How to Snack Smarter When You're Sleepy
Exhaustion makes the brain’s hunger and fullness hormones go haywire, which explains why you might find yourself mindlessly raiding the fridge late at night.
According to a study published in SLEEP, a scientific and medical journal from the Associated Professional Sleep Societies, sleep deprivation also boosts levels of the brain chemicals that make eating more enjoyable—so not only do you feel hungrier when you’re tired, you may be more likely to reach for guilty-pleasure snacks.
“The less sleep you get, the more your body starts signaling your brain that it’s hungry,” says Ashvini Mashru, a registered dietitian and owner of Wellness Nutrition Concepts in Malvern, Pennsylvania. “This spells trouble, because a sleep-starved brain is less equipped to make complex decisions or tell your body to chill out.” When you’re short on sleep, these tips can help you make healthier choices.
1. Have a glass of water.
Thirst can be mistaken for hunger because the same part of the brain, the hypothalamus, controls both sensations. Hydrating after a rough night’s sleep can help keep cravings at bay. “Most of us wake up dehydrated, which adds to our feelings of fatigue, yet few of us remember to drink a glass of water upon rising,” Mashru says. “Staying hydrated will keep you from eating when you are actually thirsty.”
2. Don’t skip breakfast.
Research has shown that eating breakfast not only provides a pick-me-up when you’re exhausted, it’s also linked to healthier food choices throughout the day. “Steel-cut oatmeal is one of your best bets, thanks to complex carbs, which give a slow, steady dose of energy,” Mashru says.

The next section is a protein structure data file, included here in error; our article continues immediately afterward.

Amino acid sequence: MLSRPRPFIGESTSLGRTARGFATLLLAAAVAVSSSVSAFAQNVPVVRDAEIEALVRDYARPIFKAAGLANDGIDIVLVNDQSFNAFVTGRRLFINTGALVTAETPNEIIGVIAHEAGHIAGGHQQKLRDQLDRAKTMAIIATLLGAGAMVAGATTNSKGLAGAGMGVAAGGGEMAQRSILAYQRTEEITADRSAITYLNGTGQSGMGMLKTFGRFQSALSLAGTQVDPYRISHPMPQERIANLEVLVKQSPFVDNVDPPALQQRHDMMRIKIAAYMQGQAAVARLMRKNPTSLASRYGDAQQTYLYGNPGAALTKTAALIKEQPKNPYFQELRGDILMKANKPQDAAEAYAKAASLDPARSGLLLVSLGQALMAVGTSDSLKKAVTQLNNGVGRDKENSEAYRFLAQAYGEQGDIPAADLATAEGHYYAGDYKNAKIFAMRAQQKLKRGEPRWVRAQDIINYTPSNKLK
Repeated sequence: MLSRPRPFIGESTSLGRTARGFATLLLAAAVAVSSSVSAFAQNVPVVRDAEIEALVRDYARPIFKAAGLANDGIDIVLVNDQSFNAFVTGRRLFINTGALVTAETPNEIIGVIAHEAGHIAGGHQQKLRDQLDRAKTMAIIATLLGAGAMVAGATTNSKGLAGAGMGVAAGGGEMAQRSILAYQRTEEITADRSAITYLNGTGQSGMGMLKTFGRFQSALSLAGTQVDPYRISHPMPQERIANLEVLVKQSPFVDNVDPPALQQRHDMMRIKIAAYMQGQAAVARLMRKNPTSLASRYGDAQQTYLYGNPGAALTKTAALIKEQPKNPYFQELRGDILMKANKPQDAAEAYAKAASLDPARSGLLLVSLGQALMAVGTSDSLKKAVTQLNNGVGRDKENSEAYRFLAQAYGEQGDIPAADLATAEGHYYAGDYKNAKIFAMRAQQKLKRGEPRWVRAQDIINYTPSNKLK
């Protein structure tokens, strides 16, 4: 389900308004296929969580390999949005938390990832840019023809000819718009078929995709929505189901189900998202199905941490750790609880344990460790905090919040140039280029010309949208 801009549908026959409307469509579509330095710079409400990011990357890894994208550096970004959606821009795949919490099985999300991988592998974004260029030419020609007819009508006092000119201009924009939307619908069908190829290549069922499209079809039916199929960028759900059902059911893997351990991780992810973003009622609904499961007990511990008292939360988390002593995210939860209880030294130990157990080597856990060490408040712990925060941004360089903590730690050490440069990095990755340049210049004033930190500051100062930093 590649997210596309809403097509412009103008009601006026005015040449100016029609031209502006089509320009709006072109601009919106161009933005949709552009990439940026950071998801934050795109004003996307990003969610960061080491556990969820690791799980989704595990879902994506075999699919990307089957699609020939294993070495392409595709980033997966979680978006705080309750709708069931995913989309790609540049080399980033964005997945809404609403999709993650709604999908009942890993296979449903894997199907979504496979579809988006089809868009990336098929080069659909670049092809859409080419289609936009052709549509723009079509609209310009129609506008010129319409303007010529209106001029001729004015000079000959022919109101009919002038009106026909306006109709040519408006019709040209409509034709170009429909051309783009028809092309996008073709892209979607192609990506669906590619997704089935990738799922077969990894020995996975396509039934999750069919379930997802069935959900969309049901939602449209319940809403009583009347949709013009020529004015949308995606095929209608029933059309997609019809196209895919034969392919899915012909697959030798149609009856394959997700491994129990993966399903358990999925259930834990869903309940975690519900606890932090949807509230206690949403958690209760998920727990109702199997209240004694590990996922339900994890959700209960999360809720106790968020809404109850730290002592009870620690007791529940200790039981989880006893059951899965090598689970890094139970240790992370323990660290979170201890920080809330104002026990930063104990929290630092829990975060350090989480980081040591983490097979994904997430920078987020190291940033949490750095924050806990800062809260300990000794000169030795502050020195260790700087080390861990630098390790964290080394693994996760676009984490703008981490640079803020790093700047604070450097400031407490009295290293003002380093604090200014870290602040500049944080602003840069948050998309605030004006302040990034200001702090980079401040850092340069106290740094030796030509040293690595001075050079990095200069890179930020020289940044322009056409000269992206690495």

3. Rethink your craving.
According to a review in the journal Frontiers in Human Neuroscience, lack of sleep can lessen self-control, which makes mindful eating more difficult. “Ask yourself, ‘Why am I craving this particular food?” Mashru says. You may realize you’re actually eating out of habit rather than hunger — like grabbing an afternoon macchiato or eating a bowl of ice cream before bed.
4. Occupy your time.
Sleep is essential, and when you don’t get enough, your body looks for other fuel sources. “It’s all about the carbs and calories—that’s what our sleep-deprived brains want,” Mashru says. But sugary snacks can cause your energy to spike and crash. Instead, go for a walk (the American Council on Exercise notes that exercise is a natural energy booster) or take a nap to recharge your batteries.
5. Make healthy swaps.
When you’re jonesing for junk food, try to find nutrient-rich alternatives. Sweet cravings may be satisfied with a frozen banana or a glass of chocolate milk. Or if you want a salty and crunchy snack, reach for kale chips or cucumbers dipped in pico de gallo. Still can’t stave off the craving? “Give in … but just a little,” Mashru says. “Eat a small piece, savor it and enjoy.”
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